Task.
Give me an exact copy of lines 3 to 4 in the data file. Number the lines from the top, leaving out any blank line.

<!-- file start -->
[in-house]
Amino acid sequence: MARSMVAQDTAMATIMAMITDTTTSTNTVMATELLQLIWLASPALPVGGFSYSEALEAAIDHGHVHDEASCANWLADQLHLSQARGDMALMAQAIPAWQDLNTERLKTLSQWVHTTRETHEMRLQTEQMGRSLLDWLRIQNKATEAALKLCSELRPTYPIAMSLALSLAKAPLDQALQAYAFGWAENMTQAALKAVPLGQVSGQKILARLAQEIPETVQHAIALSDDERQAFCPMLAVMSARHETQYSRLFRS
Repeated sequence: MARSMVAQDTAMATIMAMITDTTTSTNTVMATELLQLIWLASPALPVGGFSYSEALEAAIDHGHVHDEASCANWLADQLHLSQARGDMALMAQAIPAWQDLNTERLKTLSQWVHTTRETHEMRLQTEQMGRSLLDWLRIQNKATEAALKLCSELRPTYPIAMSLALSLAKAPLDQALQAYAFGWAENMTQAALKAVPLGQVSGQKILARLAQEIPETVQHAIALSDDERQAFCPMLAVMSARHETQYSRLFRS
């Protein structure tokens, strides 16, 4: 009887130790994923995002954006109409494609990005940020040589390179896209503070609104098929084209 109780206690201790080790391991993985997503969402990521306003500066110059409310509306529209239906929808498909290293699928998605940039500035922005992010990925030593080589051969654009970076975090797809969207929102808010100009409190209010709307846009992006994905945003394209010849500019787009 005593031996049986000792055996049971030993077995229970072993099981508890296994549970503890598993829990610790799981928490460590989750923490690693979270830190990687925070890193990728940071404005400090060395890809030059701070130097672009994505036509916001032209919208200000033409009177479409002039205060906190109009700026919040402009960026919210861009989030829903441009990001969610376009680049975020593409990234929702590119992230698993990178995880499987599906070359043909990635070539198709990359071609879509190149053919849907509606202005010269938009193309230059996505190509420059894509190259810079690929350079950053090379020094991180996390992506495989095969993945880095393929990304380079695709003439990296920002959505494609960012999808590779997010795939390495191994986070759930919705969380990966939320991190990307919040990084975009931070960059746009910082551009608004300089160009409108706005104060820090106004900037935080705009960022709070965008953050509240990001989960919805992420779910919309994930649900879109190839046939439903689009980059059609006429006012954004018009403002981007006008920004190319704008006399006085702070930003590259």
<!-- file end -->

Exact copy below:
Repeated sequence: MARSMVAQDTAMATIMAMITDTTTSTNTVMATELLQLIWLASPALPVGGFSYSEALEAAIDHGHVHDEASCANWLADQLHLSQARGDMALMAQAIPAWQDLNTERLKTLSQWVHTTRETHEMRLQTEQMGRSLLDWLRIQNKATEAALKLCSELRPTYPIAMSLALSLAKAPLDQALQAYAFGWAENMTQAALKAVPLGQVSGQKILARLAQEIPETVQHAIALSDDERQAFCPMLAVMSARHETQYSRLFRS
């Protein structure tokens, strides 16, 4: 009887130790994923995002954006109409494609990005940020040589390179896209503070609104098929084209 109780206690201790080790391991993985997503969402990521306003500066110059409310509306529209239906929808498909290293699928998605940039500035922005992010990925030593080589051969654009970076975090797809969207929102808010100009409190209010709307846009992006994905945003394209010849500019787009 005593031996049986000792055996049971030993077995229970072993099981508890296994549970503890598993829990610790799981928490460590989750923490690693979270830190990687925070890193990728940071404005400090060395890809030059701070130097672009994505036509916001032209919208200000033409009177479409002039205060906190109009700026919040402009960026919210861009989030829903441009990001969610376009680049975020593409990234929702590119992230698993990178995880499987599906070359043909990635070539198709990359071609879509190149053919849907509606202005010269938009193309230059996505190509420059894509190259810079690929350079950053090379020094991180996390992506495989095969993945880095393929990304380079695709003439990296920002959505494609960012999808590779997010795939390495191994986070759930919705969380990966939320991190990307919040990084975009931070960059746009910082551009608004300089160009409108706005104060820090106004900037935080705009960022709070965008953050509240990001989960919805992420779910919309994930649900879109190839046939439903689009980059059609006429006012954004018009403002981007006008920004190319704008006399006085702070930003590259």